Anyone who's listened to Englund talk at length about his acting career knows he's a well trained performer (having attended the Academy of Dramatic Art). His background is far more varied and eclectic than his resume would suggest, and his intentions beyond genre cinema have been expressed clearly. I've even heard him talking about wanting to play a range of bit character parts through the twilight of his career, regardless of genre. So is the opportunity to do so simply un-afforded? Will horror cinema be the only place for Englund to play substantial parts? If so, it's hard to blame the cat for make a living any way he can. That is, until you see him in shite like STRIPPERS VS. WEREWOLVES, THE MOLEMAN OF BELMONT AVENUE, LAKE PLACID: THE FINAL CHAPTER, ZOMBIE MUTATION and many other listless direct-to-disc and TV horror joints he's recently appeared in. You start to wonder, Bob, what is up already? You're a goddamn legend, you should be able to be more selective about your projects. So maybe that's it. Maybe the powers that be have rendered him UNABLE to be so choosy? If so, he's hardly a sell-out. But if big Bobby E. is choosing such lame ass projects under his own volition, arguably phoning it in many times to boot, the answer just might be opposite.


For all the dreck and schlock he's appeared in over the decades, let's face it, Englund's highlight reel is stuff of legend. His longevity of playing a single, globally iconic horror villain (1984-2003) has to rank among the all time runs for any actor, much less one in the horror genre. It's the kind of feat of consistency that instantly catapults Englund into the horror pantheon alongside Karloff, Lugosi and Price...and no one can ever take that away from him. He earned it. In fact, most surely believed he earned the right to reprise his signature role in the 2010 Platinum Dunes remake of A NIGHTMARE ON ELM STREET, yes, even at 62 years old. The fact he was pushed aside for Jackie Earle Haley certainly seems like a stupid move in hindsight, though the last laugh likely went to Englund over what a terrible flick that turned out to be. And like his pal Wes Craven, Englund really had nothing to do with the ELM STREET remake, and whether it was his choice or not, you can't really call him a sell-out. Michael Bay, sure, but not Englund. Not for the ANOES remake anyway.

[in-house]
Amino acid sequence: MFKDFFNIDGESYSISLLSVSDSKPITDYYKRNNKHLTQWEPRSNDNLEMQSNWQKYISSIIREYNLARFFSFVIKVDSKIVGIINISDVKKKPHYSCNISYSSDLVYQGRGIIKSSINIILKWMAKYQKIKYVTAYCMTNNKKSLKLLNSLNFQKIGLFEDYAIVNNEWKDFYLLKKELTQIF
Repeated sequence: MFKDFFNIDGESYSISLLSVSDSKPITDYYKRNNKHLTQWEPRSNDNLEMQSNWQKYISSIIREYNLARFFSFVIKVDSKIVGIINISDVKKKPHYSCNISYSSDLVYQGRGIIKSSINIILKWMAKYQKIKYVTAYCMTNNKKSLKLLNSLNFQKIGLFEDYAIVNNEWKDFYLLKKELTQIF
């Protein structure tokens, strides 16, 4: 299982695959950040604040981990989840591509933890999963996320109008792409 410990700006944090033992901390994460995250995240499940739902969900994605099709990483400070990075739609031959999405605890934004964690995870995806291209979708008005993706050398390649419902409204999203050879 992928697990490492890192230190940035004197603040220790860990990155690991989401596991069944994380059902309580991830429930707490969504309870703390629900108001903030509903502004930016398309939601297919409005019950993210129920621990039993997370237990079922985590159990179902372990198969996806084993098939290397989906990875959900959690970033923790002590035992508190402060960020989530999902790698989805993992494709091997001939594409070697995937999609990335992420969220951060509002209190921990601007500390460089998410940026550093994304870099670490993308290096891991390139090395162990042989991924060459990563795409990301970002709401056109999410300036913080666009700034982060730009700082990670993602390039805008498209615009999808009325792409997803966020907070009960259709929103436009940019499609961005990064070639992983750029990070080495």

More, Englund has never really strayed too far away from his own persona, for good or bad. Sure, we most associate him with Freddy Krueger, but what do we most associate Freddy with? Irreverence, tongue-in-cheek humor, classic one-liners, etc. Well, no matter what non-Freddy role Englund plays, he never really leaves those traits behind. He knows his audience, knows his wheelhouse, by and large sticks to it, and stays true to himself in that way. He hasn't sold out his persona, regardless if he's slashing bitches up as Freddy or doing an evil guest spot on "Workaholics."


As you can see, it's a bit harder to indict Robert Englund as being a typical sell-out. That's why we need your help. Is the man guilty or not? Sure he may have fed at the horror trough far too often to allow himself to branch out dramatically, but a sell-out? He may have played Freddy a bit too long, or made poor acting choices post-Krueger, but can you really label him a sell-out? Your call guys and ghouls. The gavel has dropped. Time to turn in your vote!